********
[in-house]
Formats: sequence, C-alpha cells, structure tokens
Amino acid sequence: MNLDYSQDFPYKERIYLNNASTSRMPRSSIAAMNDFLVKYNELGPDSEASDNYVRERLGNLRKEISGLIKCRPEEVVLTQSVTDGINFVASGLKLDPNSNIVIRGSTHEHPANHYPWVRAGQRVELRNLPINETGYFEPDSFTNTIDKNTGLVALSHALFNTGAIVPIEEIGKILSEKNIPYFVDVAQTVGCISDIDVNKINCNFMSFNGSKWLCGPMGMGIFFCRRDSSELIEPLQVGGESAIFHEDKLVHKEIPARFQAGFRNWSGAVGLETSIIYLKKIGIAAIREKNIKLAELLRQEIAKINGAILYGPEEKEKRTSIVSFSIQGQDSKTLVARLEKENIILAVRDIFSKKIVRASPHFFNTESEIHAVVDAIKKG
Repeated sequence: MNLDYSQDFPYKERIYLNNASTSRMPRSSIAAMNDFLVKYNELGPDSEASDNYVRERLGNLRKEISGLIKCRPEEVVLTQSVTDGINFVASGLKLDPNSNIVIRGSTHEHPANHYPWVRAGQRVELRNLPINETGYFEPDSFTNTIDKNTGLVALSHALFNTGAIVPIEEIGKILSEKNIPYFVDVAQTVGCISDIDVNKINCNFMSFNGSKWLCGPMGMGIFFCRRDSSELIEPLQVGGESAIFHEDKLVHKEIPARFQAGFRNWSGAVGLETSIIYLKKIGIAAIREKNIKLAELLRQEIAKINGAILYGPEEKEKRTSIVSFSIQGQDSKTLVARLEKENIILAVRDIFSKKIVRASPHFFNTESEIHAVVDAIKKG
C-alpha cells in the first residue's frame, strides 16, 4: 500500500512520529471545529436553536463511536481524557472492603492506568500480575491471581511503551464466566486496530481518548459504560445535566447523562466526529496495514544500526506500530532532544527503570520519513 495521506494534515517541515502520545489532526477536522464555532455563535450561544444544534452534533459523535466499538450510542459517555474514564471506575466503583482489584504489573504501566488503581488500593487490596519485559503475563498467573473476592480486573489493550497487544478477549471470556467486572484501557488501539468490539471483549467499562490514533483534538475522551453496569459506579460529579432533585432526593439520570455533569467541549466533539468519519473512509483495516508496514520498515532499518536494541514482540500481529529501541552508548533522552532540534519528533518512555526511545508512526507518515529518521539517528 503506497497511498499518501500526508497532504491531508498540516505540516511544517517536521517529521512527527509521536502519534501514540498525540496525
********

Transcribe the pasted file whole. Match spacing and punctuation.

[in-house]
Formats: sequence, C-alpha cells, structure tokens
Amino acid sequence: MNLDYSQDFPYKERIYLNNASTSRMPRSSIAAMNDFLVKYNELGPDSEASDNYVRERLGNLRKEISGLIKCRPEEVVLTQSVTDGINFVASGLKLDPNSNIVIRGSTHEHPANHYPWVRAGQRVELRNLPINETGYFEPDSFTNTIDKNTGLVALSHALFNTGAIVPIEEIGKILSEKNIPYFVDVAQTVGCISDIDVNKINCNFMSFNGSKWLCGPMGMGIFFCRRDSSELIEPLQVGGESAIFHEDKLVHKEIPARFQAGFRNWSGAVGLETSIIYLKKIGIAAIREKNIKLAELLRQEIAKINGAILYGPEEKEKRTSIVSFSIQGQDSKTLVARLEKENIILAVRDIFSKKIVRASPHFFNTESEIHAVVDAIKKG
Repeated sequence: MNLDYSQDFPYKERIYLNNASTSRMPRSSIAAMNDFLVKYNELGPDSEASDNYVRERLGNLRKEISGLIKCRPEEVVLTQSVTDGINFVASGLKLDPNSNIVIRGSTHEHPANHYPWVRAGQRVELRNLPINETGYFEPDSFTNTIDKNTGLVALSHALFNTGAIVPIEEIGKILSEKNIPYFVDVAQTVGCISDIDVNKINCNFMSFNGSKWLCGPMGMGIFFCRRDSSELIEPLQVGGESAIFHEDKLVHKEIPARFQAGFRNWSGAVGLETSIIYLKKIGIAAIREKNIKLAELLRQEIAKINGAILYGPEEKEKRTSIVSFSIQGQDSKTLVARLEKENIILAVRDIFSKKIVRASPHFFNTESEIHAVVDAIKKG
C-alpha cells in the first residue's frame, strides 16, 4: 500500500512520529471545529436553536463511536481524557472492603492506568500480575491471581511503551464466566486496530481518548459504560445535566447523562466526529496495514544500526506500530532532544527503570520519513 495521506494534515517541515502520545489532526477536522464555532455563535450561544444544534452534533459523535466499538450510542459517555474514564471506575466503583482489584504489573504501566488503581488500593487490596519485559503475563498467573473476592480486573489493550497487544478477549471470556467486572484501557488501539468490539471483549467499562490514533483534538475522551453496569459506579460529579432533585432526593439520570455533569467541549466533539468519519473512509483495516508496514520498515532499518536494541514482540500481529529501541552508548533522552532540534519528533518512555526511545508512526507518515529518521539517528 503506497497511498499518501500526508497532504491531508498540516505540516511544517517536521517529521512527527509521536502519534501514540498525540496525